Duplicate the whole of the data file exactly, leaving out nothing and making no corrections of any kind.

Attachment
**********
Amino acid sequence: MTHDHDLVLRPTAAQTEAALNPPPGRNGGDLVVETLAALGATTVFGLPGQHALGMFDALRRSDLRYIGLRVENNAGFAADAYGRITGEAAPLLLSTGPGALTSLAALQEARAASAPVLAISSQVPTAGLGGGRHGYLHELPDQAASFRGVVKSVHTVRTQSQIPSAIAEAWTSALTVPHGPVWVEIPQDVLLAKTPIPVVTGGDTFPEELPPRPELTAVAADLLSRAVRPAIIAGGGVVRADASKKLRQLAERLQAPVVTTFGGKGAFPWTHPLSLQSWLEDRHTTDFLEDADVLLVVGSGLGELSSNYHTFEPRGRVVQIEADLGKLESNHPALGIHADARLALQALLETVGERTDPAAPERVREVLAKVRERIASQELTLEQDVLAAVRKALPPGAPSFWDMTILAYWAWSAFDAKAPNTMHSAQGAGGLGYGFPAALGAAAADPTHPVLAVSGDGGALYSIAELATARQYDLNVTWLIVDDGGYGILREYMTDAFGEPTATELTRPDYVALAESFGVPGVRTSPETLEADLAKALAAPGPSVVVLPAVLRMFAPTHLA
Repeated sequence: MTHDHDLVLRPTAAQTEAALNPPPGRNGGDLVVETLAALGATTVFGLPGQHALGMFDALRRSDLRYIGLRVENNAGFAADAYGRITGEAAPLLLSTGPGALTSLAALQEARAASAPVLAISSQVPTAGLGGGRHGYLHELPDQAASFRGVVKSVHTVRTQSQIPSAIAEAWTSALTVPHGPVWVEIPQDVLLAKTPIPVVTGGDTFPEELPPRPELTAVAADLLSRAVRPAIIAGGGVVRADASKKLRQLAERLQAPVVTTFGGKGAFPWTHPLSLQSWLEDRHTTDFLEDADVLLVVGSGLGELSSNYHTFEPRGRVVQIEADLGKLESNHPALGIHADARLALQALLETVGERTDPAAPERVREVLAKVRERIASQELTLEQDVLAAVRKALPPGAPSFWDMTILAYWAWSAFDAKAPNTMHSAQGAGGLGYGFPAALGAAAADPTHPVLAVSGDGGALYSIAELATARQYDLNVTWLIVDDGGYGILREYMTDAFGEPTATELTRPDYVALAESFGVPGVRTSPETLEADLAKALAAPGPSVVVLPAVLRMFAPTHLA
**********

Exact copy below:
Amino acid sequence: MTHDHDLVLRPTAAQTEAALNPPPGRNGGDLVVETLAALGATTVFGLPGQHALGMFDALRRSDLRYIGLRVENNAGFAADAYGRITGEAAPLLLSTGPGALTSLAALQEARAASAPVLAISSQVPTAGLGGGRHGYLHELPDQAASFRGVVKSVHTVRTQSQIPSAIAEAWTSALTVPHGPVWVEIPQDVLLAKTPIPVVTGGDTFPEELPPRPELTAVAADLLSRAVRPAIIAGGGVVRADASKKLRQLAERLQAPVVTTFGGKGAFPWTHPLSLQSWLEDRHTTDFLEDADVLLVVGSGLGELSSNYHTFEPRGRVVQIEADLGKLESNHPALGIHADARLALQALLETVGERTDPAAPERVREVLAKVRERIASQELTLEQDVLAAVRKALPPGAPSFWDMTILAYWAWSAFDAKAPNTMHSAQGAGGLGYGFPAALGAAAADPTHPVLAVSGDGGALYSIAELATARQYDLNVTWLIVDDGGYGILREYMTDAFGEPTATELTRPDYVALAESFGVPGVRTSPETLEADLAKALAAPGPSVVVLPAVLRMFAPTHLA
Repeated sequence: MTHDHDLVLRPTAAQTEAALNPPPGRNGGDLVVETLAALGATTVFGLPGQHALGMFDALRRSDLRYIGLRVENNAGFAADAYGRITGEAAPLLLSTGPGALTSLAALQEARAASAPVLAISSQVPTAGLGGGRHGYLHELPDQAASFRGVVKSVHTVRTQSQIPSAIAEAWTSALTVPHGPVWVEIPQDVLLAKTPIPVVTGGDTFPEELPPRPELTAVAADLLSRAVRPAIIAGGGVVRADASKKLRQLAERLQAPVVTTFGGKGAFPWTHPLSLQSWLEDRHTTDFLEDADVLLVVGSGLGELSSNYHTFEPRGRVVQIEADLGKLESNHPALGIHADARLALQALLETVGERTDPAAPERVREVLAKVRERIASQELTLEQDVLAAVRKALPPGAPSFWDMTILAYWAWSAFDAKAPNTMHSAQGAGGLGYGFPAALGAAAADPTHPVLAVSGDGGALYSIAELATARQYDLNVTWLIVDDGGYGILREYMTDAFGEPTATELTRPDYVALAESFGVPGVRTSPETLEADLAKALAAPGPSVVVLPAVLRMFAPTHLA